Northern Ballet and Phoenix Dance Theatre celebrate completion of £12 million new home in cultural quarter of Leeds.
In an unsteady climate for construction two arts organisations in Leeds have realised a long-held dream and are celebrating the completion of their brand-new purpose built home.
Northern Ballet and Phoenix Dance Theatre have now moved in to the £12 million, six storey development, designed by the Strategic Design Alliance, a partnership between Jacobs and Leeds City Council, located in a thriving cultural quarter at Quarry Hill in central Leeds. Developed by Wates Construction, the building houses the largest dance rehearsal space outside of London, featuring seven dance studios including a 230-seat studio theatre, a health suite, wardrobe facilities, office space and meeting rooms and a public exhibition space. On completion, Wates secured a Highly Commended Construction Best Practice Award for innovation for the building from the Construction Sector Network.
The stunning building is the result of public/private funding with Leeds City Council providing the site and £6.6m, together with a £4m grant from Arts Council England, over £1m raised by the Northern Ballet and subsequent agreements to lease facilities to private sector organisations including Leeds Metropolitan University.
The Northern Ballet headquarters provides an important addition to the established cultural community which includes the West Yorkshire Playhouse, the BBC and Leeds College of Music. The building is located on a prominent corner site on the main Leeds – York road and also forms a gateway development to the wider Quarry Hill redevelopment area.
Jacobs Architecture Director Nigel Hall commented: “Our key design objective has been to provide Leeds with a world-class dance facility. Early design ideas developed the potential for shared space - we were aware that it is unusual for classical and contemporary dancers to share facilities and our design encourages opportunities for interaction between the two organisations which we hope will lead to a rich artistic mix.
“The dance facilities and other accommodation can be used as exhibition space and a café, but also doubles as a pre-function and bar space for performances. Upper floors provide green rooms, meeting rooms and a roof terrace which can be hired out for private functions and used in a variety of ways, encouraging access by the wider community.”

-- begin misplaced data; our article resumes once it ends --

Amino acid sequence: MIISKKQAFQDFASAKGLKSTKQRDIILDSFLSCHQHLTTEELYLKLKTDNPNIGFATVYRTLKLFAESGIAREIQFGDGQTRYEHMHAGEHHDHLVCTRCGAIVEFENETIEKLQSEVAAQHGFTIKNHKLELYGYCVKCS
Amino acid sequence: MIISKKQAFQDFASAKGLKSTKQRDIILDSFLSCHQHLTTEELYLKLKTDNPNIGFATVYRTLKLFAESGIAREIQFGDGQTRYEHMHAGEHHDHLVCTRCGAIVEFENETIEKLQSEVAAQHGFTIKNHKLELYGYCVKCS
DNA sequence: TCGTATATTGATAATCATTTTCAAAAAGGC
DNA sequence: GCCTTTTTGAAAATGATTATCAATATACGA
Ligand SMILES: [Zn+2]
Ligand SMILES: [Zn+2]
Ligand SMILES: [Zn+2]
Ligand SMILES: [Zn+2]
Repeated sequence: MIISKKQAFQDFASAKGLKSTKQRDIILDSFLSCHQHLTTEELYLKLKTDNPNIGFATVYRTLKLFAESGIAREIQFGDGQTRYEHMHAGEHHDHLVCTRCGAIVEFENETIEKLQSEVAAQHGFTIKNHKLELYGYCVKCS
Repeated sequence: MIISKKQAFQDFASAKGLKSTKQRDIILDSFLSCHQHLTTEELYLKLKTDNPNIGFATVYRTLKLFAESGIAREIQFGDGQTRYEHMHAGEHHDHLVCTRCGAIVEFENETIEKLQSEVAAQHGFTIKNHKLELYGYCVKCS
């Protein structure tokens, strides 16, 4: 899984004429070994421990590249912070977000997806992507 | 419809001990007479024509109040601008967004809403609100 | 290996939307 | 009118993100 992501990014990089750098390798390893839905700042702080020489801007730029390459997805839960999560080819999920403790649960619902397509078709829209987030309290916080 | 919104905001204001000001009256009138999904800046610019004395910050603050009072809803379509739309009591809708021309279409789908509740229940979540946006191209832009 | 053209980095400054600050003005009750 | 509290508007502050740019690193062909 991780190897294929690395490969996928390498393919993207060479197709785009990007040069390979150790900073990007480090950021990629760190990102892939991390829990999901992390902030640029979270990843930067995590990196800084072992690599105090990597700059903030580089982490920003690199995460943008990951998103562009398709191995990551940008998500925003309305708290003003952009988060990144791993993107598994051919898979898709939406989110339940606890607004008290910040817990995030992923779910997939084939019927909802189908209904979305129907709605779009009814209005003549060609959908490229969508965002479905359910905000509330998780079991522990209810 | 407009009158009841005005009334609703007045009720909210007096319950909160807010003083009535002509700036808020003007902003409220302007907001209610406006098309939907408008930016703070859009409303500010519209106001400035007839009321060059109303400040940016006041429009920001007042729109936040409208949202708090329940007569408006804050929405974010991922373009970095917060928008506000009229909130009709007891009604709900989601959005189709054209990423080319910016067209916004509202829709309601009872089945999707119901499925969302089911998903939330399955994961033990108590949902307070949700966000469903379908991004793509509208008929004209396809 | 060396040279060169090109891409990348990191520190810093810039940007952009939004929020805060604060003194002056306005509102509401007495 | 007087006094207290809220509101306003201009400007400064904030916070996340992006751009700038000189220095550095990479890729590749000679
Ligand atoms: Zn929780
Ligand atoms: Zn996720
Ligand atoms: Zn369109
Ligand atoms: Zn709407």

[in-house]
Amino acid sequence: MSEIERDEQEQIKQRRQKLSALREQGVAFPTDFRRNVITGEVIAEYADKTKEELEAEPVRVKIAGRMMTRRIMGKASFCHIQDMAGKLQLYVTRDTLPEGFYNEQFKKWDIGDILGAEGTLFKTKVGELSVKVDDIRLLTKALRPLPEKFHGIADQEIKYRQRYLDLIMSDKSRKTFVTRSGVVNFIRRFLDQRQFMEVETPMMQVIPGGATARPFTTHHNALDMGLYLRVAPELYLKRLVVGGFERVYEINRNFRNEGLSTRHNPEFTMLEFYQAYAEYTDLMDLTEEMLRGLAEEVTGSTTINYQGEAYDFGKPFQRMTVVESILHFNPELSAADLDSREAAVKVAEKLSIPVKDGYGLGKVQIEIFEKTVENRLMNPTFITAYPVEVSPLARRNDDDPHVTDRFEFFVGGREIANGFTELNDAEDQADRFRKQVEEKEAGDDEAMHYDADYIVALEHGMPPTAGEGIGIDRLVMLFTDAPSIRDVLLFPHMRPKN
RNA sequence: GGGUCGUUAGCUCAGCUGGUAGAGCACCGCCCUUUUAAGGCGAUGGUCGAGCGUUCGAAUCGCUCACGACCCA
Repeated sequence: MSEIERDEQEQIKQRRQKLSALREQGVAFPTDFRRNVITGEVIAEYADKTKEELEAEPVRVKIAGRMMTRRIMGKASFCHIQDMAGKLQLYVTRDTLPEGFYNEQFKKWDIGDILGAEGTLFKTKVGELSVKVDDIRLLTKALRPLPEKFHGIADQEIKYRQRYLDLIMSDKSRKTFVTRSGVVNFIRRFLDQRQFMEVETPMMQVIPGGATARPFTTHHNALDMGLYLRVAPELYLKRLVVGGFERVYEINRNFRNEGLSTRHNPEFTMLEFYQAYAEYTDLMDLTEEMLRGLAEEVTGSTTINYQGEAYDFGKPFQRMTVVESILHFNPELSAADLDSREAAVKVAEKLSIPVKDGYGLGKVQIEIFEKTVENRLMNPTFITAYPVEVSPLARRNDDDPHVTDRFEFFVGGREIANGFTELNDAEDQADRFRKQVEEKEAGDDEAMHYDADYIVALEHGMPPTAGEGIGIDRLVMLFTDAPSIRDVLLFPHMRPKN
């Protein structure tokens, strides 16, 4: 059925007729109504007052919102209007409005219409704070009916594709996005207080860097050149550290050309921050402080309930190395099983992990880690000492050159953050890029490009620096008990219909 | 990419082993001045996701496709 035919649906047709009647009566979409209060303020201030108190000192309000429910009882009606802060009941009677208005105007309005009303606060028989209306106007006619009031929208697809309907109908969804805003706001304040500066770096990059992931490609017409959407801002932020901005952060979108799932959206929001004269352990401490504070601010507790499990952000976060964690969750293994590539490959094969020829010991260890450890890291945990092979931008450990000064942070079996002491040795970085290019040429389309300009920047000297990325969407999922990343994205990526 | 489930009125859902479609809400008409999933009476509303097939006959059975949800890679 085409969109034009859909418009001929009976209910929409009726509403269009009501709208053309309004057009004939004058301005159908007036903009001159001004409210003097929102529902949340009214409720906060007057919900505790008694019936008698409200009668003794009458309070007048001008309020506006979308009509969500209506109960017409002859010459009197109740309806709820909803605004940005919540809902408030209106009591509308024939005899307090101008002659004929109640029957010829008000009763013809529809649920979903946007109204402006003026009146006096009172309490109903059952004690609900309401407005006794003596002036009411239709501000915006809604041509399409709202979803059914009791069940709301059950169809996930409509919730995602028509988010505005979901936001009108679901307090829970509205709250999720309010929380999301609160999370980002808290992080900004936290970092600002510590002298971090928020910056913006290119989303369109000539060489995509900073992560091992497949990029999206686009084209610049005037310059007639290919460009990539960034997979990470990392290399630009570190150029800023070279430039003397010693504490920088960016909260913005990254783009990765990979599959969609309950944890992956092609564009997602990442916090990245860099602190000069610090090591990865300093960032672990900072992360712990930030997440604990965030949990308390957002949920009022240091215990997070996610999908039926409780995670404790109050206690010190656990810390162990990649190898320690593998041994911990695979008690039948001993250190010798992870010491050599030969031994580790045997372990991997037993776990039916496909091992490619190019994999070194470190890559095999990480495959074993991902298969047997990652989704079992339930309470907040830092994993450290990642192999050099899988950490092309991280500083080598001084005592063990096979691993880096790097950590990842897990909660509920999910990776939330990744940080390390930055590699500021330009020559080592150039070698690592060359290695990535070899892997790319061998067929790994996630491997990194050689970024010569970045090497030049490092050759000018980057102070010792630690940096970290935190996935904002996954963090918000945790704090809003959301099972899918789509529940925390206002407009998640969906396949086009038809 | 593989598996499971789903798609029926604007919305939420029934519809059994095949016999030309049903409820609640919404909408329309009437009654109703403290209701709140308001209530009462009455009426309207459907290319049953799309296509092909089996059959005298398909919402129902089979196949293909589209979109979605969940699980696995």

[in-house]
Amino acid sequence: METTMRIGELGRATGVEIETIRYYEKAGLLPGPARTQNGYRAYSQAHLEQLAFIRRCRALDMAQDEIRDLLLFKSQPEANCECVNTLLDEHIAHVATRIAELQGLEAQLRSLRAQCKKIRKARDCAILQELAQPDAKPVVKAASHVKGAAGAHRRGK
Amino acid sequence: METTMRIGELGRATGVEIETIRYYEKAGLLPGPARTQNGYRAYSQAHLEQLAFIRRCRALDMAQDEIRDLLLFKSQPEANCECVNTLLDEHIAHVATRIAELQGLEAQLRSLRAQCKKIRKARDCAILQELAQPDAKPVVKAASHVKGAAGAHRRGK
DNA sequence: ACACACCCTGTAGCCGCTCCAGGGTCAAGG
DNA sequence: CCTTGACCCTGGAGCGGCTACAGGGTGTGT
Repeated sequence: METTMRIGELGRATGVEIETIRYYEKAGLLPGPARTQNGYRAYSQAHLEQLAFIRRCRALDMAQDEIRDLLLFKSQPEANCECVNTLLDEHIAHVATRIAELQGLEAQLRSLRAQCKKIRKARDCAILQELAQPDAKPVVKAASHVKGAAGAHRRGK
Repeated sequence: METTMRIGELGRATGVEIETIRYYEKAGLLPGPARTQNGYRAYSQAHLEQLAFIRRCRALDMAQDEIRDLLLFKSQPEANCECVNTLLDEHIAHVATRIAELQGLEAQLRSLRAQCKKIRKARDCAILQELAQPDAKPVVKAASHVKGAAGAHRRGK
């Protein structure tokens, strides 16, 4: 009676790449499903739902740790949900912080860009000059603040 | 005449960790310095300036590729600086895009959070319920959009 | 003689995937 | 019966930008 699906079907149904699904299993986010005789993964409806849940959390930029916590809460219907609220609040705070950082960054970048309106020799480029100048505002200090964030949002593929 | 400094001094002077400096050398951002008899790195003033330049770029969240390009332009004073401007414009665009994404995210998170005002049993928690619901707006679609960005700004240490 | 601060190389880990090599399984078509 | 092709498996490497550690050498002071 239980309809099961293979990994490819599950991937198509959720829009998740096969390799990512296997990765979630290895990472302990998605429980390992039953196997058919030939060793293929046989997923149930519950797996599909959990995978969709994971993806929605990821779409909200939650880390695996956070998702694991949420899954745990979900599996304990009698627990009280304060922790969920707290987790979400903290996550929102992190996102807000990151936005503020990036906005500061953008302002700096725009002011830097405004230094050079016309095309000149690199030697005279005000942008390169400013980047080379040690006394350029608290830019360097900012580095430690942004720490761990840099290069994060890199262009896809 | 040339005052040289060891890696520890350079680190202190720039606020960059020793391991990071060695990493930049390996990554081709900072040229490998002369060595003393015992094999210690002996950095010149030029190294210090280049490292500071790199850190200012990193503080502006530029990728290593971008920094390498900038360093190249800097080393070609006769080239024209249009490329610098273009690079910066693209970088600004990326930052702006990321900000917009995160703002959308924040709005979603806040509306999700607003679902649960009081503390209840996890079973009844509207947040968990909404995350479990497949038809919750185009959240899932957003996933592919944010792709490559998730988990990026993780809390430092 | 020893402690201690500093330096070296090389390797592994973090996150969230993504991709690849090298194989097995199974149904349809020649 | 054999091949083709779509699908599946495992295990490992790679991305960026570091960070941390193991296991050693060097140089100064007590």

The development has been designed so that all the social areas and break out spaces run through the core of the building, providing views from galleries into the studios and allowing people to observe the dancers rehearsing. The administration and staff areas reside to the north of the building and are predominantly naturally ventilated. The dance studios are located on the south where they will benefit from the natural light throughout the day and where people passing the site can get glimpses of activity within the building. Some of the rehearsal studios have an external terrace or balcony space which provides the dancers with the opportunity for a breath of fresh air during their strenuous rehearsal routine.
The building is of a frame and panel construction, the infill panels of the new building were constructed using a timber, structurally integrated panel which provides excellent levels of thermal insulation, with a rainscreen zinc panel facade. The entrance to the building features a 20metre high glass frontage which maximises natural light to the lobby/reception and provides a strong visual link to the social and communal spaces on upper floors.